Surface nanobubbles are experimentally known to survive for days at hydrophobic surfaces immersed in gas-oversaturated water. This is different from bulk nanobubbles, which are pressed out by the Laplace pressure against any gas oversaturation and dissolve in submilliseconds, as derived by Epstein and Plesset [J. Chem. Phys. 18, 1505 (1950)]. Pinning of the contact line has been speculated to be the reason for the stability of the surface nanobubbles. Building on an exact result by Popov [Phys. Rev. E 71, 036313 (2005)] on coffee stain evaporation, here we confirm this speculation by an exact calculation for single surface nanobubbles. It is based only on (i) the diffusion equation, (ii) Laplace pressure, and (iii) Henry's equation, i.e., fluid dynamical equations which are all known to be valid down to the nanometer scale. The crucial parameter is the gas oversaturation ζ of the liquid. At the stable equilibrium, the gas overpressures due to this oversaturation and the Laplace pressure balance. The theory predicts how the contact angle of the pinned bubble depends on ζ and the surface nanobubble's footprint lateral extension L. It also predicts an upper lateral extension threshold for stable surface nanobubbles to exist.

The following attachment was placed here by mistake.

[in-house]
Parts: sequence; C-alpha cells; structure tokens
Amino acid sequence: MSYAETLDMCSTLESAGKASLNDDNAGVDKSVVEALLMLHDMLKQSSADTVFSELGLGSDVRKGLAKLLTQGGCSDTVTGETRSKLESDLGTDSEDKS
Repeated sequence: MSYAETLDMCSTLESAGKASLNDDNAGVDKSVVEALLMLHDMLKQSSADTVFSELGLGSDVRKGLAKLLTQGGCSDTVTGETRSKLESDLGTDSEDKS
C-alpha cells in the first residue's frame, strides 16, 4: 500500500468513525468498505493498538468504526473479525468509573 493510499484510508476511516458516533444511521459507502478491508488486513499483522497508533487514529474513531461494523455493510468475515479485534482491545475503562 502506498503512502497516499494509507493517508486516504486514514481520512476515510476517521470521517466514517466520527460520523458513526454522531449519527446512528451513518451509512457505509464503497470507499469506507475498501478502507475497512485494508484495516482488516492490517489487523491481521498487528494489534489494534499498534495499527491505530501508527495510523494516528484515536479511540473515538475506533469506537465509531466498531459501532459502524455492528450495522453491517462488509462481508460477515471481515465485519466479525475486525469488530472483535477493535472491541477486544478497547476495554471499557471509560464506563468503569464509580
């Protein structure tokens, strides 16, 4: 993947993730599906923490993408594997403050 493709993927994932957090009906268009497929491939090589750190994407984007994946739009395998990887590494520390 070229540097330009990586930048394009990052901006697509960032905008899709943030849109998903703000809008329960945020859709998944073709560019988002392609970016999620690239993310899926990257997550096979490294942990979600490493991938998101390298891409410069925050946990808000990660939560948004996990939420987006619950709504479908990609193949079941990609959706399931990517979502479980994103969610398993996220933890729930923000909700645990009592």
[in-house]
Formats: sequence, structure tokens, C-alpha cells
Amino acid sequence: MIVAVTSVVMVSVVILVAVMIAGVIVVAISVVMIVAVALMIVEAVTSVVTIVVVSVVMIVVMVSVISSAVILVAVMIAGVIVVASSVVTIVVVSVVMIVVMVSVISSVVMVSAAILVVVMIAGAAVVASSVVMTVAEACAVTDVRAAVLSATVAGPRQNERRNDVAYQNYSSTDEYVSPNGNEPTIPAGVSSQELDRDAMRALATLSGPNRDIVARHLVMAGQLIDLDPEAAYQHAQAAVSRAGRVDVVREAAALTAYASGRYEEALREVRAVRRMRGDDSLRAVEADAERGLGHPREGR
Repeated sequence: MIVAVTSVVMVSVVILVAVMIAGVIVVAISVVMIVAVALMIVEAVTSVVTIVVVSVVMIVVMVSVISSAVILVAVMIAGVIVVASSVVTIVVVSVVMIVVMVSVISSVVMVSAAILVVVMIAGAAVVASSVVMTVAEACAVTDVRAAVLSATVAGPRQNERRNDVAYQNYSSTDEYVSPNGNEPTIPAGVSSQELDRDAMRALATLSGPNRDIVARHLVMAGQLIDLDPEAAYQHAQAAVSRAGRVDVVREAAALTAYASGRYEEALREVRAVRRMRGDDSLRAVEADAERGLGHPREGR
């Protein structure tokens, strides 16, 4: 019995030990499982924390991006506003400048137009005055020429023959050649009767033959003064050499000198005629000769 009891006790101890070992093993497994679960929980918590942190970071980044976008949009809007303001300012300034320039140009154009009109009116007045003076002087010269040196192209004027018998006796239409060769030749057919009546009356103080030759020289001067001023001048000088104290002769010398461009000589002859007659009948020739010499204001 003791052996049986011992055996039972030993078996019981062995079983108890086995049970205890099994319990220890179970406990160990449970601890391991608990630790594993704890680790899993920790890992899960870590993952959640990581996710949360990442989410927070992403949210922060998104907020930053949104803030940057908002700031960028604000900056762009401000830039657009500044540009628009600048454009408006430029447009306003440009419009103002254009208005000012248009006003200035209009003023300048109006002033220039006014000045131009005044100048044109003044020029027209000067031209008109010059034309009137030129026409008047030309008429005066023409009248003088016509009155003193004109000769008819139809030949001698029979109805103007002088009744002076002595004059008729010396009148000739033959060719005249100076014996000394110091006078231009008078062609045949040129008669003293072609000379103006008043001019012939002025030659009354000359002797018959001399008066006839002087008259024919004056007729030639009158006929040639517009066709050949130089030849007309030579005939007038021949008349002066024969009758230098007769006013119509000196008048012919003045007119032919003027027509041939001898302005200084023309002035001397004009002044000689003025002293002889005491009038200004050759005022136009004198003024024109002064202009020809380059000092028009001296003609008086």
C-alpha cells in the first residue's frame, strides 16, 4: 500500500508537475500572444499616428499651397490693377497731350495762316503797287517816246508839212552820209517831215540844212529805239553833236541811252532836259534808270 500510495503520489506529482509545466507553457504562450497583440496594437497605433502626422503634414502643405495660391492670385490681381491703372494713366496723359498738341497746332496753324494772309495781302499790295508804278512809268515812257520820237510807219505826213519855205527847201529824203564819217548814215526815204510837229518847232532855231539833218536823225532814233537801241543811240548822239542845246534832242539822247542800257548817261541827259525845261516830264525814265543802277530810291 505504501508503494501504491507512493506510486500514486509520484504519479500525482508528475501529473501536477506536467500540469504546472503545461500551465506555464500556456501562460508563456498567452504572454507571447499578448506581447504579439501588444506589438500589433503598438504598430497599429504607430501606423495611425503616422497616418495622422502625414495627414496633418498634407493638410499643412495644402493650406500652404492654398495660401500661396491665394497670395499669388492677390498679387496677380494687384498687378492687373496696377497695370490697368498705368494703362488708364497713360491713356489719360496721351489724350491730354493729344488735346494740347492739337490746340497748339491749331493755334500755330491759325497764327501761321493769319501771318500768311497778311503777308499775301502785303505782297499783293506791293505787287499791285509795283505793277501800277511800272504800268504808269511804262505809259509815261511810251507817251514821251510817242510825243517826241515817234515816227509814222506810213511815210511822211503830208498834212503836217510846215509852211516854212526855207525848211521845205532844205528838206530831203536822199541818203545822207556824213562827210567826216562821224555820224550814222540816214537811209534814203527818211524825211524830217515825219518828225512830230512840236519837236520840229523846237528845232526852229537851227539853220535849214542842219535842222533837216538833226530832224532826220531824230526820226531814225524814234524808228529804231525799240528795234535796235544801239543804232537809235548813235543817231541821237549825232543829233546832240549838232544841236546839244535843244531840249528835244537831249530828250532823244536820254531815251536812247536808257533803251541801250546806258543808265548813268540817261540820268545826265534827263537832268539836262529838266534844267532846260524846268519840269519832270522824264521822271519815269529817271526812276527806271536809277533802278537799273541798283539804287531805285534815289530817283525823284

|Number of pages||5|
|Journal||Physical review E: Statistical, nonlinear, and soft matter physics|
|Publication status||Published - 2015|